Gov. Mike Dunleavy on Thursday signed a budget bill that restores funding college scholarships and rural energy assistance.

Senate Bill 2002 also funds highway, airport and other construction projects that triggers nearly $1 billion in federal matching dollars.

The bill passed last week after the House ended a long struggle to secure a required a three-quarter vote rather than a simple majority of 21.

Otherwise the bill would have gone largely unfunded.

The bill included an effort to restore several dozen depleted funds shifted to a state savings account per the Alaska constitution. Those funds are worth about $2 billion.

The familiar term is known as a “sweep,” and unless lawmakers responded with a “reverse sweep” — and the necessary three-quarter vote from each chamber — they would remain in the Constitutional Budget Reserve.

A reverse sweep vote gained statewide attention after Dunleavy included some accounts that have historically been left alone. Those include the Power Cost Equalization Endowment Fund and Higher Education Investment Fund, both which generate their own revenue.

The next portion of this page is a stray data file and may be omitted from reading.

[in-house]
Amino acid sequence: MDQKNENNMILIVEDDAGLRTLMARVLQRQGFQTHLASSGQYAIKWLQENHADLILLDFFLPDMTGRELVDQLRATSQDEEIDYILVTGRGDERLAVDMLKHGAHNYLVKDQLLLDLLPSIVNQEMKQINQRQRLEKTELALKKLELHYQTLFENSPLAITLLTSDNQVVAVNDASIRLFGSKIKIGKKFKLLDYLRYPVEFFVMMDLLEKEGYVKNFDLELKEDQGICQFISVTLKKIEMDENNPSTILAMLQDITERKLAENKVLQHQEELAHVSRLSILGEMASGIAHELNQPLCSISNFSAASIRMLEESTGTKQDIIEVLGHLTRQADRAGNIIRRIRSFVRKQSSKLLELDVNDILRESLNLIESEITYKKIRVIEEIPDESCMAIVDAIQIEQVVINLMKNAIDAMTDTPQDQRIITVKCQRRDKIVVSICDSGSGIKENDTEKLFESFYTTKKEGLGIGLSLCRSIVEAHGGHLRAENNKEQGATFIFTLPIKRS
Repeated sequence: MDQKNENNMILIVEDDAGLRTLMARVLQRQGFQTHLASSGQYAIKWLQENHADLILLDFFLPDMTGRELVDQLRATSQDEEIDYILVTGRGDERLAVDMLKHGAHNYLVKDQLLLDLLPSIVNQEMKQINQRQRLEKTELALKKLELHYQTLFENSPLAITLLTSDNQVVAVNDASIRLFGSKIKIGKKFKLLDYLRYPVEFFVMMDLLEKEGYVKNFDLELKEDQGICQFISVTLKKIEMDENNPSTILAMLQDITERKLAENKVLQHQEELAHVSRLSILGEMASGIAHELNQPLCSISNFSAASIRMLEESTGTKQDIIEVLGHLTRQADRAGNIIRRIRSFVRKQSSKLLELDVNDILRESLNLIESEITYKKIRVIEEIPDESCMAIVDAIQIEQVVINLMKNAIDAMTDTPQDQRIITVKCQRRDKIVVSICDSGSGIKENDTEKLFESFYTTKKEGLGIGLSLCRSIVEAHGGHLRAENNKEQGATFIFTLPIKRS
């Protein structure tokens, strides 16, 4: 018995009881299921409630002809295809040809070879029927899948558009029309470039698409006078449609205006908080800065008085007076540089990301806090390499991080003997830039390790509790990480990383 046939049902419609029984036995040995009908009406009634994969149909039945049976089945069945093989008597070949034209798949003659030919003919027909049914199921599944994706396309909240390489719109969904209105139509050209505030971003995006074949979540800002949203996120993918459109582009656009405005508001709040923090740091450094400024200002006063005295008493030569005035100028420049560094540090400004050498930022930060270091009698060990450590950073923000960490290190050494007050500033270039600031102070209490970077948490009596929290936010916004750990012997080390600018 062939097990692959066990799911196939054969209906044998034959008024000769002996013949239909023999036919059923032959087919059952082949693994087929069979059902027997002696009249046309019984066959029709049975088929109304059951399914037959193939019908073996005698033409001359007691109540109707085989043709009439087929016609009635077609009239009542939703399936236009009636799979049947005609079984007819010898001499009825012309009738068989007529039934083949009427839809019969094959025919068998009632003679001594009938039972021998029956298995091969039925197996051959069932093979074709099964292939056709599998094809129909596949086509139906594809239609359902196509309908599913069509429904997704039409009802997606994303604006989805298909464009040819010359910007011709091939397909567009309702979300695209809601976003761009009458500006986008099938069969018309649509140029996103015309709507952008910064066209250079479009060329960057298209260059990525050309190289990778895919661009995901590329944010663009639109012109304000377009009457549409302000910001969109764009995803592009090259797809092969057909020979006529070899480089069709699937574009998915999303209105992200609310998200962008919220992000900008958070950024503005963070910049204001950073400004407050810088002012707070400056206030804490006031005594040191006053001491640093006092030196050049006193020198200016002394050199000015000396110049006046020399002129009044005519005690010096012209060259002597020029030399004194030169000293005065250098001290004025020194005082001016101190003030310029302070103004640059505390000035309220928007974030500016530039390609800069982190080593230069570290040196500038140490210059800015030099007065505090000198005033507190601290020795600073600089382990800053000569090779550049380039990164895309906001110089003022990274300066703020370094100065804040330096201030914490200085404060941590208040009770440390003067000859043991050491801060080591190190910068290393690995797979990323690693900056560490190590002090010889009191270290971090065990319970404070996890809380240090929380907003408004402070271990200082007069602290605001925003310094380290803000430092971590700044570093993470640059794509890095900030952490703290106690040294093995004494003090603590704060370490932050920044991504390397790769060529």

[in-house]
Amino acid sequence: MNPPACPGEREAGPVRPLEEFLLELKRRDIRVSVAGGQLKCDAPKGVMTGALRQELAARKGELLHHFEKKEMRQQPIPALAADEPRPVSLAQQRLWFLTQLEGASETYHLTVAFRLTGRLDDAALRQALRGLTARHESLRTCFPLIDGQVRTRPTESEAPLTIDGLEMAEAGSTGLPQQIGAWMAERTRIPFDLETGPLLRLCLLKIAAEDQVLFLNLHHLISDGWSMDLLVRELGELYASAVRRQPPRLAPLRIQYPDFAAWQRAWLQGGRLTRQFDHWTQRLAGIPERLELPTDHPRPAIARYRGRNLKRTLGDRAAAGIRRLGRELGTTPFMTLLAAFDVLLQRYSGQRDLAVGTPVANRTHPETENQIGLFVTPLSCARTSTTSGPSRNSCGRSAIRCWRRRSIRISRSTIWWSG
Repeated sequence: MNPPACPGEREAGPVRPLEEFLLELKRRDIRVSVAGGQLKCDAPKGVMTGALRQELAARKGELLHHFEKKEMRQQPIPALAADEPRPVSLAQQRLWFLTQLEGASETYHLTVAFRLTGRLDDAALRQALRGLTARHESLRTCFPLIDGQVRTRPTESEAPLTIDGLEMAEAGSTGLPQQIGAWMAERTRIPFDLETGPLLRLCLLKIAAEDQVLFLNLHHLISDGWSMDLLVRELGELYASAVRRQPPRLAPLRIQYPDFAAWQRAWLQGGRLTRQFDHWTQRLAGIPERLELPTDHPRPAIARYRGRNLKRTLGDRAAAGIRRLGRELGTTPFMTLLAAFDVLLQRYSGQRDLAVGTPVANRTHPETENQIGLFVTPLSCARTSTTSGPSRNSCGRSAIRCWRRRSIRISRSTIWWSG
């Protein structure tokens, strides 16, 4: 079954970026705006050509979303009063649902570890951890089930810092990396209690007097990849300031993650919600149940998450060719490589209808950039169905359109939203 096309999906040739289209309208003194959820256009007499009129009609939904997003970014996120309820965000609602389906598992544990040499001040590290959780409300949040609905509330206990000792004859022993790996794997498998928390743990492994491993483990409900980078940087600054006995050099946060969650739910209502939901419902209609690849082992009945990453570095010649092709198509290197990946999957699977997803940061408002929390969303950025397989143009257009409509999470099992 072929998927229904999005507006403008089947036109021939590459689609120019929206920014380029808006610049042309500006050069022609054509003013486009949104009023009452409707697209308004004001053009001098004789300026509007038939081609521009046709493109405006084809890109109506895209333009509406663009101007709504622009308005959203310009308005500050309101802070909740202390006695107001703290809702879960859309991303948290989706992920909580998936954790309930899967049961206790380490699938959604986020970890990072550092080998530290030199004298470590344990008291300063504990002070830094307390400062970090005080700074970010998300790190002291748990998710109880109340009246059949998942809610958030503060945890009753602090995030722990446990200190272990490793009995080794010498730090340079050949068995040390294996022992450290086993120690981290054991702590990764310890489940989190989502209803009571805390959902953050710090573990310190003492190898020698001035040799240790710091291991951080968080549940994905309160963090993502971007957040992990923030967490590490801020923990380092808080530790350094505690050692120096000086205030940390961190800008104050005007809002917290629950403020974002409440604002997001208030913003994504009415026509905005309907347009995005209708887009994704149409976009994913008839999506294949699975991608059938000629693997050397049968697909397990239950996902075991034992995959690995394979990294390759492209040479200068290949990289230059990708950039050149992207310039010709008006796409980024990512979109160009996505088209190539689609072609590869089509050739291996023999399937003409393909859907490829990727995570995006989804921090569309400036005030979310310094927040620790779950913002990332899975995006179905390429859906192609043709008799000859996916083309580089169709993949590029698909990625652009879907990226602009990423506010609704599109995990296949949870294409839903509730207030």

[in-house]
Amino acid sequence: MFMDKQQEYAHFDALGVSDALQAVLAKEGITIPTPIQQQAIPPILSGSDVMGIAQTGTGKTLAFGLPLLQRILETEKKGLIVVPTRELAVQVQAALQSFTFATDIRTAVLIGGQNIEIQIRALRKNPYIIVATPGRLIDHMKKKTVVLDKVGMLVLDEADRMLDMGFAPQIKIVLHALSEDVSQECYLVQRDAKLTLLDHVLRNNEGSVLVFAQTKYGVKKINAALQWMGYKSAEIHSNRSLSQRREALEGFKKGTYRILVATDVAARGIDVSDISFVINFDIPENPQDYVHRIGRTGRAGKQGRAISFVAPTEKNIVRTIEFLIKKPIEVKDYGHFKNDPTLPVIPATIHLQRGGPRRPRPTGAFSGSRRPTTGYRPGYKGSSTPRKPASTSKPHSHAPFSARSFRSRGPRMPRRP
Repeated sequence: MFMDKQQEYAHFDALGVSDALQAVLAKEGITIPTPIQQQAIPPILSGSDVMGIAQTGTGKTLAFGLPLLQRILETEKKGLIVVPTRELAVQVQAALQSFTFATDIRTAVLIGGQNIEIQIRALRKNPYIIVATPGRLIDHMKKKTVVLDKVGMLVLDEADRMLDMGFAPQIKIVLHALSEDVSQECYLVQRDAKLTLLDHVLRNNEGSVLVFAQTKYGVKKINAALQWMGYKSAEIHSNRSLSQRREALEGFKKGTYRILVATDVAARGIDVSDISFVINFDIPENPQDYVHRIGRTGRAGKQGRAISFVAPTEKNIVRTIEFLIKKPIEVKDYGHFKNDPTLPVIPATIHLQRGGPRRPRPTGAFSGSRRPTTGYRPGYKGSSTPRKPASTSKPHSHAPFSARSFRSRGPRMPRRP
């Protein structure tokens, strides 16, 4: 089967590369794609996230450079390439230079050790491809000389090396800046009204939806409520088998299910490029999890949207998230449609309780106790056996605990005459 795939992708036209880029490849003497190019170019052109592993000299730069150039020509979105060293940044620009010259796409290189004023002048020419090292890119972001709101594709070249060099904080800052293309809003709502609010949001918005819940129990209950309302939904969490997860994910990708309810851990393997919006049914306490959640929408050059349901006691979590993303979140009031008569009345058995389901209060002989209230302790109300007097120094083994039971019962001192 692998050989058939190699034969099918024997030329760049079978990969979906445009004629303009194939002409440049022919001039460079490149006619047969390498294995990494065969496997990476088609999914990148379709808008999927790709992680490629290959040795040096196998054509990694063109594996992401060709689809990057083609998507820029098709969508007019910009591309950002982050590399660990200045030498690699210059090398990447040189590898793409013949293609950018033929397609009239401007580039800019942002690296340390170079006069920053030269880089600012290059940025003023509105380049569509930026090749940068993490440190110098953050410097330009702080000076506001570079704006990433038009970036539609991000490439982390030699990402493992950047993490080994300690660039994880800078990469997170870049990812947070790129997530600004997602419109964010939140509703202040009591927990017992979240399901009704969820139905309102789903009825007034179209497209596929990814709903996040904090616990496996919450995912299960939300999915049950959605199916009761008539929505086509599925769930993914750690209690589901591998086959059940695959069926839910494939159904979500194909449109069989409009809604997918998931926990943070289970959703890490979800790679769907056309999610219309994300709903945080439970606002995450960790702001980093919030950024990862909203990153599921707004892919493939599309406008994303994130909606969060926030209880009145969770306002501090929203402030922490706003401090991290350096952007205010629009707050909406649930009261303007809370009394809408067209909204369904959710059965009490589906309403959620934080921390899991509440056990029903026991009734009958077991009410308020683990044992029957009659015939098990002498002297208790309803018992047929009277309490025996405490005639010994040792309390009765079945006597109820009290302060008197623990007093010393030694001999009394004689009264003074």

Still, Dunleavy cut more than $34 million in appropriations, including:

•     Statewide Addiction Treatment Facilities - $10 million

•     University of Alaska deferred maintenance - $2.5 million

•     Alaska vessel tracking upgrades and expansion - $400,000

•     Yukon Flats School District, potable water tank roof replacement - $300,000

•     University of Alaska earthquake monitoring network - $2.5 million 

Dunleavy has come under heavy scrutiny for his vetoes, enough to generate an opposition recall effort that got underway last week.

“I'm under no illusions that the impacts of reductions aren't felt by Alaskans,” Dunleavy said at the bill signing. “They are. When you are reducing budgets by the tune of hundreds of millions of dollars it's certainly going to have an impact on Alaskans and programs and services.”

It’s HB 2001, which restores more than $300 million of his operating budget vetoes, including $110 million for the University of Alaska. The bill also features a $1,600 Permanent Fund dividend; Dunleavy remains steadfast that Alaskans should have a $3,000 PFD.

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